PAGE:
Housing loans applications jump but not enough to mop overhang

The surge in loan applications is due to lower interest rates and the nationwide HOC

by NG MIN SHEN/ pic by MUHD AMIN NAHARUL

APPLICATIONS for mortgages had reached a total of RM25.6 billion in May, almost a six-year high and a 36.6% increase from RM18.74 billion recorded a year before, but the new recent high will still not clear the property overhang.

Industry experts said the sudden surge, which was attributed to lower interest rates and the nationwide Home Ownership Campaign (HOC), might not be an indication that the country’s RM19.96 billion property overhang could be cleared up.

Analysts said it is also unlikely that the overhang would disappear anytime soon, especially when the latest figures from Bank Negara Malaysia (BNM) indicate that loan figures are falling again.

“I doubt the property overhang will be cleared very soon. It’s a buyers’ market now, and buyers have other options such as sub-sales and auction markets, especially those who are financially savvy,” Bank Islam Malaysia Bhd chief economist Dr Mohd Afzanizam Abdul Rashid told The Malaysian Reserve (TMR).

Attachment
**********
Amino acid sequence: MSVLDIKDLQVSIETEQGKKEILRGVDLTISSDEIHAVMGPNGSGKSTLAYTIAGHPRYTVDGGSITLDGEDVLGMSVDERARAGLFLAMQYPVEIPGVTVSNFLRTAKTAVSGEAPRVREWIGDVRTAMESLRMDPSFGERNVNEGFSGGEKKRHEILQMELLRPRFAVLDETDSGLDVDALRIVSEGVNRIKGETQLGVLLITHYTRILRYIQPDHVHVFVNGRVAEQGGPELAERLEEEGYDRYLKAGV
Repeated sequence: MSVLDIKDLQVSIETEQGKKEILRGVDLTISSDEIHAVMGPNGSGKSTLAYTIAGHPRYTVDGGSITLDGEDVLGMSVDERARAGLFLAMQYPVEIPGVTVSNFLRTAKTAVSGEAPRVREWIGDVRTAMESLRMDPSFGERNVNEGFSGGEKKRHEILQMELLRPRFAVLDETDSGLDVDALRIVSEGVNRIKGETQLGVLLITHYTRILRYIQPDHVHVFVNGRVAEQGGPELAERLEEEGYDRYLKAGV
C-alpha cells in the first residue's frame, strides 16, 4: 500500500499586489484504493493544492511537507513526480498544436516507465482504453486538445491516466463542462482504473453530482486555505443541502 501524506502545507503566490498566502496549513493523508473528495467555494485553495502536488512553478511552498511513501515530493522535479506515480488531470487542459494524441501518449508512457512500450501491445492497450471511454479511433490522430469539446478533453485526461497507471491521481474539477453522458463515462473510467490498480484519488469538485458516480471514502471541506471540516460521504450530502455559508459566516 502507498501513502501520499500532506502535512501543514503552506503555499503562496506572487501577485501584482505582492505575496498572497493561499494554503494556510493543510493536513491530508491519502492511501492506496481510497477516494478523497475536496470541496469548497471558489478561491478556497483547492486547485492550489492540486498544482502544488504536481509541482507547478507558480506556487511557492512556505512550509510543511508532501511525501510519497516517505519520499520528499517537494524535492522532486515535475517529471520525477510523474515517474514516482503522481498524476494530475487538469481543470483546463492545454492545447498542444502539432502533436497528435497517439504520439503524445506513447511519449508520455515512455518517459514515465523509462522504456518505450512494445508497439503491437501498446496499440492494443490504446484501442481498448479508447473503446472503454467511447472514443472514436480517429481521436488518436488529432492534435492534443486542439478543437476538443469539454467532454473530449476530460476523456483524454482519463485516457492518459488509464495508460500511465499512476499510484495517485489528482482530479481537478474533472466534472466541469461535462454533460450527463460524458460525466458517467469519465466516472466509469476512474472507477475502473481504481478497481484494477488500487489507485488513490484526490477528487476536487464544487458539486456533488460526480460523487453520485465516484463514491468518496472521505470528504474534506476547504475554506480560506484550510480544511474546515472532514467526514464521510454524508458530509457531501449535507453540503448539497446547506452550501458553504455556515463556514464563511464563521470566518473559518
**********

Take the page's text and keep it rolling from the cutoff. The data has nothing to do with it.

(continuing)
He said the unsold properties would only be cleared gradually as household income rises over time, thus prudent consumers with savings and good repayment track records would stand a better chance of buying a house at some point in the future.

The total of RM25.6 billion in housing loan applications was the highest since October and November 2013, when the figure reached RM26.43 billion and RM25.97 billion respectively, as per statistics from BNM.

Loans approved for the same purpose also registered a similar year-on-year (YoY) increase in May 2019, climbing 32.3% to RM10.76 billion from RM8.13 billion a year ago. The figure was 6.3% higher than the RM10.12 billion reported in April 2019.

On paper, the surge in applied housing loans should bode well for the property sector, which has been facing an oversupply situation since what seems like forever.